Christian write this? He said, no, you will have seen this text as a Jew.
And then of course I regretted saying that. [laughs] I realized that my
perspective as an outsider, as a Jew growing up in a Catholic country and
surrounded by Catholic friends, how I would perhaps have some perspective
that being completely inside you may lack, like a little bit. I mean, it’s
the difference in balance: how Rembrandt, not being Jewish but living among
the Jews, how he was able to give a perspective to the Jewish soul in a way
that the Jewish painters never did. It was the same situation of
In what way would
you link your music for this work with the spirit of Bach?
First of all, there are no similarities in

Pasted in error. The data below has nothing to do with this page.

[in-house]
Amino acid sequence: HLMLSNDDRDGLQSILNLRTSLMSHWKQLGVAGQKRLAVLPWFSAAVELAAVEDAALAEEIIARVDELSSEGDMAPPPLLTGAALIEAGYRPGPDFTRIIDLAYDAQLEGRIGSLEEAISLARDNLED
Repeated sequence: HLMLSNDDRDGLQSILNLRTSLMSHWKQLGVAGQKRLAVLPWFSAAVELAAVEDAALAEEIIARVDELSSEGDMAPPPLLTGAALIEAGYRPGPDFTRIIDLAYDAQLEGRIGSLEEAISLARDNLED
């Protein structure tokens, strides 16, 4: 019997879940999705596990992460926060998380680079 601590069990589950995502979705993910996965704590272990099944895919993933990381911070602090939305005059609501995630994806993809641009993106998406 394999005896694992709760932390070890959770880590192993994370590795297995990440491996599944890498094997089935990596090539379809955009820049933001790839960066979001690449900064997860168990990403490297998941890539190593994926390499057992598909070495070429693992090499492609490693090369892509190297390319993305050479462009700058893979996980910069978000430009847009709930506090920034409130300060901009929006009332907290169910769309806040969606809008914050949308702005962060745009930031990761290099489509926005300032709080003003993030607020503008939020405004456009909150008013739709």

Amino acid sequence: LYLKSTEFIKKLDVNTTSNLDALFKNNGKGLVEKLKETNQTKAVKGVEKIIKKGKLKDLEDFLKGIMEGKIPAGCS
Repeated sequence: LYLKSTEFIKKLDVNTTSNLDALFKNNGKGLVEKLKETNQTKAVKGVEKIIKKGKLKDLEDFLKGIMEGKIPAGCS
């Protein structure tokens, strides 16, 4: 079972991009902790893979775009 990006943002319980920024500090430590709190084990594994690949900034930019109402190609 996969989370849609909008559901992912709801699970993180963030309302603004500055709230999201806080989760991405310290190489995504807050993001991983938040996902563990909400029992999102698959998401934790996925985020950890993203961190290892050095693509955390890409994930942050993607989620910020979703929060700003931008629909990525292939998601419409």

“technique,” but he is monumentalizing material that is exercised simply.
In the case of Bach, it’s the choral melodies, for example; in my case,
it’s rhythms and grooves and instruments that are humble and are associated
with day-to-day life in Brazil and Cuba, the two places in Latin America in
which a new culture has emerged from the syncretism between the European,
the native and the African people.
Can we say that the
work contrasts the sacred and the secular?
I don’t know if it’s secular vs. sacred, but definitely I wanted to write a
piece that was transcendental but not pedant. [laughs] So the text itself was a
compilation of many translations of the Gospel that are not erudite, not
scholarly –– actually, I collected translations of the Mark Gospel that are
usually sold in public transportation in Latin America, you know, by
handicapped people and like that. So I wanted the piece itself to be like that –– very seemingly
simple; like the work of Jesus himself, it is understandable by everyone,